“Iowa is where it’s at right now,” former senator Fred Thompson (R., Tenn.) told Bob Schieffer Sunday on CBS’s Face the Nation. “We’ve had a real good several days. I think we’re going to be ready at the right time and in the right way.”
“Is Iowa it for you?” Schieffer asked.
“Yeah, we need to do well in Iowa,” Thompson replied. “There’s no question about it.”
Just over one month ago, Thompson pollster John McLaughlin told National Review Online that Thompson’s Iowa ad buys would yield dividends by early December. He attributed his candidate’s poor performance at that point to the fact that former Massachusetts governor Mitt Romney was practically buying the state. “What you’re missing here in all this is that Romney is running television,” McLaughlin said. “No one has been competing with him.”
It is now Dec. 17, and someone is, in fact, competing with Romney and beating him in Iowa Republican-primary polls. But it is not Fred Thompson — it’s former Arkansas governor Mike Huckabee. Fred is flat or down from a month ago. The Thompson campaign declined the opportunity to answer several questions for this story — one of them was whether he has a new plan to win there.
Echoing the candidate himself Sunday, one Thompson adviser told NRO that Fred was still very much in the race: “I don’t know that he needs to have a different plan.” Thompson does have an ambitious schedule in his swing through Iowa this month, with four to five events each day this week, and plans to stay in Iowa through the caucus with a short break for Christmas. He has also shown some late signs of life — his fantastic debate performance last week, for example. But he has failed to gain any ground in the states where he needs to. As with teams that fall behind in the NFL playoff race, he “no longer controls his own destiny.” He has been reduced to waiting for the “Hucka-Bust” and gambling that he will be the beneficiary.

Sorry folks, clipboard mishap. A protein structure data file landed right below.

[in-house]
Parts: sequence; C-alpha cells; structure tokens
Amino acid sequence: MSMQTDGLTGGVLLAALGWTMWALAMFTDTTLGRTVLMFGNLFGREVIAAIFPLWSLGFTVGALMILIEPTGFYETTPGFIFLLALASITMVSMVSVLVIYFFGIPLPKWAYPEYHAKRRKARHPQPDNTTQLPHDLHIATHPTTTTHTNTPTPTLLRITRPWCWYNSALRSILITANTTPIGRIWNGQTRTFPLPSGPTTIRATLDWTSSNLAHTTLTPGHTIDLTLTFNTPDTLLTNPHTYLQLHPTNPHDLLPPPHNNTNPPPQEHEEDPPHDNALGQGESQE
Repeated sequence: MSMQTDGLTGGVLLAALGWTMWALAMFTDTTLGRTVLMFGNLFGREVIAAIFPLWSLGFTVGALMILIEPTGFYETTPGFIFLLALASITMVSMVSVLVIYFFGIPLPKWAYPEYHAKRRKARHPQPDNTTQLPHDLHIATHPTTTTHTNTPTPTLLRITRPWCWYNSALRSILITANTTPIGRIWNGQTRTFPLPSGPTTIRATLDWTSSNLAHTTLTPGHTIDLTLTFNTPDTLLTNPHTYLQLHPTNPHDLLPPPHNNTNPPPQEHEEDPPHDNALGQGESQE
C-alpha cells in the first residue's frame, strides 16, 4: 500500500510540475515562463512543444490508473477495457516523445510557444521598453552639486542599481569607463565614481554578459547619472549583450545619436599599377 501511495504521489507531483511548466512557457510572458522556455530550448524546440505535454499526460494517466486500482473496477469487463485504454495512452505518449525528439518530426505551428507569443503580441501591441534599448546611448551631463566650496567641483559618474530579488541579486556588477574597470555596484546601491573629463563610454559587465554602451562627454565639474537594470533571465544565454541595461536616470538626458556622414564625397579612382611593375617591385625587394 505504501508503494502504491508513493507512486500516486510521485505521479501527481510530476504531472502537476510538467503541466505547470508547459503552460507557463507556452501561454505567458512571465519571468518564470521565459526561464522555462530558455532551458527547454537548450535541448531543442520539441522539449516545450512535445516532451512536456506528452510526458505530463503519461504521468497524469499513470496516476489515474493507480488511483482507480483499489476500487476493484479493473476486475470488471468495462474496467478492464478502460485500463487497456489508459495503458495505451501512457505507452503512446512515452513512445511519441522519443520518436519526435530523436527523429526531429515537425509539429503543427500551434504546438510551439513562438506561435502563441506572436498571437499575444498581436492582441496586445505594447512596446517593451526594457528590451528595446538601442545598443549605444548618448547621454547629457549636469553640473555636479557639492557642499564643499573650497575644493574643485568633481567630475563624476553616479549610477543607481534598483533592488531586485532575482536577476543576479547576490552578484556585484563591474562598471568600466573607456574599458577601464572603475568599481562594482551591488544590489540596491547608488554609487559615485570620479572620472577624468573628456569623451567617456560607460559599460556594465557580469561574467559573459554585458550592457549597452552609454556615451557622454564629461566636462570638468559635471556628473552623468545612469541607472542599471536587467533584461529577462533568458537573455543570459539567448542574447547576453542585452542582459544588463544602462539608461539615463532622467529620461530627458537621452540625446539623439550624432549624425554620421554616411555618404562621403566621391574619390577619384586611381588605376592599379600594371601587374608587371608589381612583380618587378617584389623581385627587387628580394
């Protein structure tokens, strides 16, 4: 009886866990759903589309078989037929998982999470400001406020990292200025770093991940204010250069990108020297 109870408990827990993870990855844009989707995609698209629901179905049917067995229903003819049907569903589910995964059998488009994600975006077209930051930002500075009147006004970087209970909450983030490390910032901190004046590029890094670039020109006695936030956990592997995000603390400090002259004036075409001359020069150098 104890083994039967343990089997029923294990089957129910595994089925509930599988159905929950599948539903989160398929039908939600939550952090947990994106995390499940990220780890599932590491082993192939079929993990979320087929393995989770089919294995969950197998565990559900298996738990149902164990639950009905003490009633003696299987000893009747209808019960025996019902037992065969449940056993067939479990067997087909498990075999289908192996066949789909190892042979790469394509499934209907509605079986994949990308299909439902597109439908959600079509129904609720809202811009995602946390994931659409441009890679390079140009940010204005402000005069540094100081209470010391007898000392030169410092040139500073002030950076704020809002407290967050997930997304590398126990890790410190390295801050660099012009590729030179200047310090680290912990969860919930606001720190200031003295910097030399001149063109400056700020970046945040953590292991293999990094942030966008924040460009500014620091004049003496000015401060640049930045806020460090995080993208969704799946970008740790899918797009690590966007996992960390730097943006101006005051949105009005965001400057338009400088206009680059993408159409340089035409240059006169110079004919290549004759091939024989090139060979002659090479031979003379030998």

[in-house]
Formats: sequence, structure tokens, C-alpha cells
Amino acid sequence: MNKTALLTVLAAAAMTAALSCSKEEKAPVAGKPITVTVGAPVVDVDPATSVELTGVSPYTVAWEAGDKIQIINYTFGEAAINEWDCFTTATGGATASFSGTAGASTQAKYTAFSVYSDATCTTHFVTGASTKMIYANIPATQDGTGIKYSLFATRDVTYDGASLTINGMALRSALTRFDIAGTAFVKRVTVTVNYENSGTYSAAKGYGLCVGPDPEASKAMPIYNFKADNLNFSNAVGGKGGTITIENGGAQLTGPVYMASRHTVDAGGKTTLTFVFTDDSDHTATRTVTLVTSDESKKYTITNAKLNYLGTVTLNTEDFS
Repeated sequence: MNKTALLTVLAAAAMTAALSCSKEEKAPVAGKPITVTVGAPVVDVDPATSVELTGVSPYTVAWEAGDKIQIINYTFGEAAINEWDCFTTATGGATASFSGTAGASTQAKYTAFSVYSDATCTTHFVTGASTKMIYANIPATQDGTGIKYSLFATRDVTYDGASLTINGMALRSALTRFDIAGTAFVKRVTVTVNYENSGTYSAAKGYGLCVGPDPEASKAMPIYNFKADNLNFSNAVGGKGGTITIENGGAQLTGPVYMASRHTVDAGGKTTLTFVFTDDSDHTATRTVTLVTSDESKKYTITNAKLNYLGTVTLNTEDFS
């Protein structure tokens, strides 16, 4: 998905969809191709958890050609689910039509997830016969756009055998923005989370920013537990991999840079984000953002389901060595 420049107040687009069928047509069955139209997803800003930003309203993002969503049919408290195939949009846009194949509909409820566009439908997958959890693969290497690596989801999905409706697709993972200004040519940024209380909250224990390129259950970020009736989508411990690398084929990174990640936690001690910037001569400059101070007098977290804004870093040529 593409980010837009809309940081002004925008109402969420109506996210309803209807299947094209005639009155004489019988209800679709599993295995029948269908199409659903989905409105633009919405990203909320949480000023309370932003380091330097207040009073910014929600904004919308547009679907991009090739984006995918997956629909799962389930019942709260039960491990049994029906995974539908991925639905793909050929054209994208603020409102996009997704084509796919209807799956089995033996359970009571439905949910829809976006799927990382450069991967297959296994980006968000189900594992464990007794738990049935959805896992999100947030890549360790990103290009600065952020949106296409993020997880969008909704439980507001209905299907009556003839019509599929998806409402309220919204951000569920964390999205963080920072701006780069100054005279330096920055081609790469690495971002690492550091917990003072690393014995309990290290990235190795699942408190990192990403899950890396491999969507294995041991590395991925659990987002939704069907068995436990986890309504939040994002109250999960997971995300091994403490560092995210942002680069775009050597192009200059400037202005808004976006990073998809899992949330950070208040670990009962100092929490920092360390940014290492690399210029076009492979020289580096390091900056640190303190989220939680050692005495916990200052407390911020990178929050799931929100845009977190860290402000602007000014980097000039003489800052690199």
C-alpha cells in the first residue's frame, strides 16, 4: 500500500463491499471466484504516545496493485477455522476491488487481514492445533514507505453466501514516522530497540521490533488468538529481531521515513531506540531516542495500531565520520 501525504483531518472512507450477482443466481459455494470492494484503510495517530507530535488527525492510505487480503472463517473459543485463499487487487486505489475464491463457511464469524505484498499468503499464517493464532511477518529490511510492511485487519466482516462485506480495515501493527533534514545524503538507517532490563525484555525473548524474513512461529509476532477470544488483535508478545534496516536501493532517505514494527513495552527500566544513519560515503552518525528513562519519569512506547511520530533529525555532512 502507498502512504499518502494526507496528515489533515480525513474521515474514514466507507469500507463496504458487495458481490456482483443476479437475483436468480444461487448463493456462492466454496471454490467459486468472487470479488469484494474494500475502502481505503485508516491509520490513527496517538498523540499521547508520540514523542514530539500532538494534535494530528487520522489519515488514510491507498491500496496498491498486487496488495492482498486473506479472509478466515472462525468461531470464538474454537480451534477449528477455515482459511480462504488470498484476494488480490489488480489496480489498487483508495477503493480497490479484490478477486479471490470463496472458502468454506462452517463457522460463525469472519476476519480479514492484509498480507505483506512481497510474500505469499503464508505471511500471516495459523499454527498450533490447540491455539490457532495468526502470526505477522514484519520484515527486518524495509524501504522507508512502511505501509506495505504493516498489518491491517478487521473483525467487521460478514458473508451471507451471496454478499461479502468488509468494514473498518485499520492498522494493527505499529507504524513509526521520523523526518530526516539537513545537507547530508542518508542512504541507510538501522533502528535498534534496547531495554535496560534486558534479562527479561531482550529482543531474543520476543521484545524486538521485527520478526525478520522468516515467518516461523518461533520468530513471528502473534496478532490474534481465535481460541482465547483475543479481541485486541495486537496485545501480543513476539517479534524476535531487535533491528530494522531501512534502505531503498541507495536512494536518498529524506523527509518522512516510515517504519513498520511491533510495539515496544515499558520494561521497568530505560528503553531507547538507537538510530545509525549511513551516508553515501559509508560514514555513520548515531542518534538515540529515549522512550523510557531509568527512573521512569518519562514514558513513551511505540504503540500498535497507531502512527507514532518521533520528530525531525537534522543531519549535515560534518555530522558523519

The very notion would have seemed absurd when Thompson first entered the race. Conservatives eagerly welcomed an alternative to the three frontrunners: the one they disagreed with (Rudy Giuliani), the one they disliked (John McCain), and the one they distrusted (Mitt Romney). By late summer, Thompson’s name was on the lips of every conservative in Washington. He was the potential savior who could swoop in and fill the political vacuum, in the process providing the GOP with a viable nominee for the general election.
But Huckabee’s success to date is the clearest sign that Thompson may have missed his opportunity. Huckabee has passed Romney in Iowa, but his gain has not all or even mostly come at Romney’s expense. Comparing each individual firm’s polls for the last month (Rasmussen, ARG, Zogby, and Strategic Vision all had polls about a month apart), it appears that Romney has lost somewhere between five and seven points in Iowa. Huckabee has gained between 16 and 23 points, seizing a substantial number of undecided voters and some early Giuliani backers.
Those were supposed to be Thompson’s people — Republicans waiting for a “real conservative” to enter the race.
As NR’s editors noted recently, Thompson’s campaign has come out with some of the most stunningly brilliant, specific, and feasible policy positions of any candidate. Yet his campaign has been a disappointment. Why is this? His anguished supporters and still-friendly former staff offer an explanation to counter what they see as a spurious charge of laziness.